To the Editor:
This is a wild turkey!!
He (she?) is about 40 ft. up a tree about 60 ft. behind our house in Southampton.
We have a bird feeder on our deck overlooking a natural wetland and wooded area. Besides the wild turkeys, we also have other wild life that feed on the ground and this has attracted a number of turkeys every day. They are getting used to our presence on the deck and give us close-up viewing of these creatures.
We have learned that wild turkeys sleep in trees at night (except when the female has a nest with 10 to 12 eggs, when a shallow nest is formed on the ground.) We don’t know which of the pair is responsible for hatching the eggs and caring for the young-uns, but since we understand that the male may mate with several females he can’t reasonably be expected to be on the ground to protect all of them. Besides, like humans, the females are much more vicious and are better suited for protecting the offspring. The males have an equally important job of keeping watch from on high and warning the female that she might be called upon to defend the family.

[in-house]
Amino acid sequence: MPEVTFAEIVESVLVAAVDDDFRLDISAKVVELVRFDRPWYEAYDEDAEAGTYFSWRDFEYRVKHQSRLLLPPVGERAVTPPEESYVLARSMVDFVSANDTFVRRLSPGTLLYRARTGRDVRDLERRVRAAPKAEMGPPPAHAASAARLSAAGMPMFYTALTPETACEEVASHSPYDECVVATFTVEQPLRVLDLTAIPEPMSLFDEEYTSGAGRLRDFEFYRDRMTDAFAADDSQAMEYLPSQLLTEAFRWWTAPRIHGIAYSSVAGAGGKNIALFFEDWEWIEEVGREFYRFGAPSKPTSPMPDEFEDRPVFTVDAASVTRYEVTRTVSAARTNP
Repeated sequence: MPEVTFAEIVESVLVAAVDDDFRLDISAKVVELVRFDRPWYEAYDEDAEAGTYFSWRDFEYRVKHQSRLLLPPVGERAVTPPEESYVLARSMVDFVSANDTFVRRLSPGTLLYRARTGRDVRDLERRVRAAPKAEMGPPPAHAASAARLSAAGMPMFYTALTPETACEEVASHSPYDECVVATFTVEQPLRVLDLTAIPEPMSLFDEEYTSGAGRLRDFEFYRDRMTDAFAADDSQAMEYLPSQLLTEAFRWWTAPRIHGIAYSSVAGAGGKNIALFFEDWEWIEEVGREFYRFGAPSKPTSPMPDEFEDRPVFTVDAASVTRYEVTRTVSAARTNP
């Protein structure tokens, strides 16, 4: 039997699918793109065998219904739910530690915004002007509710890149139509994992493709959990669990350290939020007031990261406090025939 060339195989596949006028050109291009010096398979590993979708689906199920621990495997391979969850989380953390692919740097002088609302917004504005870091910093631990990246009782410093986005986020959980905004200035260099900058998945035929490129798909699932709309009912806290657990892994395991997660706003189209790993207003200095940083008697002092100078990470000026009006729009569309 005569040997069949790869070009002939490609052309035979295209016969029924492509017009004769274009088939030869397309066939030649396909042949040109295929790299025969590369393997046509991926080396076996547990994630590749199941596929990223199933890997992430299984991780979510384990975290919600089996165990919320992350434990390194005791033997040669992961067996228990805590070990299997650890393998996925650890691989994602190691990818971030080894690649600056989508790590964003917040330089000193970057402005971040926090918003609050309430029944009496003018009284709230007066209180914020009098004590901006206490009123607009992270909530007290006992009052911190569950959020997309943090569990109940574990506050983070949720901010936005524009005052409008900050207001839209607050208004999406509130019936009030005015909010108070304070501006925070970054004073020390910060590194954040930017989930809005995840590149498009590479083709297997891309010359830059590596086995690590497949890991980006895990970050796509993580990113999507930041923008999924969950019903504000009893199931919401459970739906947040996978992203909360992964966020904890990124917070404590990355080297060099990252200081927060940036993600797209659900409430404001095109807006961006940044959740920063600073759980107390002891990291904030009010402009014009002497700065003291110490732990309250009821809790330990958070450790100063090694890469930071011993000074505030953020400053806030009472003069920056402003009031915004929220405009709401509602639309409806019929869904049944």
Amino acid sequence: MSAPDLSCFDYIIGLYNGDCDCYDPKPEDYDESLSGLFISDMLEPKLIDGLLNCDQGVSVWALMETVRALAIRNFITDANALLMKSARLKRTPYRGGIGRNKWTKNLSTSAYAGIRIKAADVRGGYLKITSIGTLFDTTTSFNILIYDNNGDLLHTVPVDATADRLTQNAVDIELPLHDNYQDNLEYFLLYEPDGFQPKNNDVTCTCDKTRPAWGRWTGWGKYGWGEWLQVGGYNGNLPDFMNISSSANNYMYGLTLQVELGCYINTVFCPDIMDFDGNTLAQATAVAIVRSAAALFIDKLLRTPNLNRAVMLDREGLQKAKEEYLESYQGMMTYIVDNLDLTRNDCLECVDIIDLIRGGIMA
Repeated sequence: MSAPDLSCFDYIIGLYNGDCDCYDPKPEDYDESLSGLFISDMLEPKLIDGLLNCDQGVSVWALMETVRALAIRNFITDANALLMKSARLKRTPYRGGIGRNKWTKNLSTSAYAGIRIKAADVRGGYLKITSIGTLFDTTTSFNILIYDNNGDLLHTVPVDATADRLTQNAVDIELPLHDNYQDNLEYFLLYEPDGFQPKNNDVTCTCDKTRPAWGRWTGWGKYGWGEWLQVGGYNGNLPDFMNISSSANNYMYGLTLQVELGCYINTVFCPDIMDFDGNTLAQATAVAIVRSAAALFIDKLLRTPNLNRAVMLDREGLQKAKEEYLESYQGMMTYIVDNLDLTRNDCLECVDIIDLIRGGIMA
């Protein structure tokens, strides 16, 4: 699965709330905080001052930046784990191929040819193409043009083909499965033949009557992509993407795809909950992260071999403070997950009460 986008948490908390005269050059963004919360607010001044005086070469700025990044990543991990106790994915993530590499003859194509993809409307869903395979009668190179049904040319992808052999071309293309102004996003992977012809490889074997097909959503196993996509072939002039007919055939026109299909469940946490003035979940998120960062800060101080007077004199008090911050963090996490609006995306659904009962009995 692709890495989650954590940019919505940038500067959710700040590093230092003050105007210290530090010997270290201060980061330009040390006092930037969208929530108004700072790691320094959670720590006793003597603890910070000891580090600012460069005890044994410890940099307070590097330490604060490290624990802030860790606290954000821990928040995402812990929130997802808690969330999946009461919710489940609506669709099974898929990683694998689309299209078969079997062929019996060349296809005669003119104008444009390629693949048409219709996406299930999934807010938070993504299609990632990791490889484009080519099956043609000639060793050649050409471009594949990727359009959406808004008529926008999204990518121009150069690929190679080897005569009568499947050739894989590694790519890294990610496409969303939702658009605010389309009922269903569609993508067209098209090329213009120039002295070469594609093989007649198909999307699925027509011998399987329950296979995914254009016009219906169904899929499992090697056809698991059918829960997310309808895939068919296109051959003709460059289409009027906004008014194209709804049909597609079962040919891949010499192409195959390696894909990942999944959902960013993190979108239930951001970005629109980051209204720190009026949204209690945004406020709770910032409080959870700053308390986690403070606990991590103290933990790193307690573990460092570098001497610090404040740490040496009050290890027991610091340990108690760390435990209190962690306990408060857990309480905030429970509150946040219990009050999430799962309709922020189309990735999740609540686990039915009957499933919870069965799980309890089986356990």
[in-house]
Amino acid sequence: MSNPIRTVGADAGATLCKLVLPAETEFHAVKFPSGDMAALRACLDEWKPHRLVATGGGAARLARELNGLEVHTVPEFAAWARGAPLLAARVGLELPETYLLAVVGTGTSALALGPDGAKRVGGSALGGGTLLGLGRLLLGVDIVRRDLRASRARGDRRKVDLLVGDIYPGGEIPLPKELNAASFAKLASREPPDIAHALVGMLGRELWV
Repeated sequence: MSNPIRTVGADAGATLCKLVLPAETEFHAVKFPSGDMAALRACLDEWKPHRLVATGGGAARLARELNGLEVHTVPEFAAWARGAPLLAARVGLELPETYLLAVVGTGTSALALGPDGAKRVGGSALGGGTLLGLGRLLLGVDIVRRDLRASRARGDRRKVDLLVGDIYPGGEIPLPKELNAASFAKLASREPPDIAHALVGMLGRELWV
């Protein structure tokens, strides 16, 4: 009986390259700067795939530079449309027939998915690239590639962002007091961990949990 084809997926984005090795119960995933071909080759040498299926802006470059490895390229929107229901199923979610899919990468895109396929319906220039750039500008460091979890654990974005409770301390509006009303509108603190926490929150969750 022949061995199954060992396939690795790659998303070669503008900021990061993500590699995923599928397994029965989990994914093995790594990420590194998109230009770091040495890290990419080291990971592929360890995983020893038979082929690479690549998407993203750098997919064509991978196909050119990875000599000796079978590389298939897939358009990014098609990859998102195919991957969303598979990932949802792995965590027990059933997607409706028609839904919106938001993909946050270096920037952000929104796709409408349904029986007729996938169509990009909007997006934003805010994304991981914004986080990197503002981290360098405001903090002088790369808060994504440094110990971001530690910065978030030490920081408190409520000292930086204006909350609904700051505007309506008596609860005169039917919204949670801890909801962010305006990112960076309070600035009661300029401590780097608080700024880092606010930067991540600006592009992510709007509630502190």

We also have a natural cold-water stream behind our home, in the same area, that every year has dozens of trout that swim upstream from the lake to spawn. This year has been especially active in this regard.
There are a number of other similar large and significant woodland and wetland areas, as the one behind our home, within Southampton and Saugeen Shores and that there is a group of developers who would like to convert these large plots into subdivisions with houses, condos and apartment buildings. We hope our elected Mayor and Council members place a high enough value on these lands to protect the wild life that call them home, and maintain this part of the identity and quality of our lives and our home town.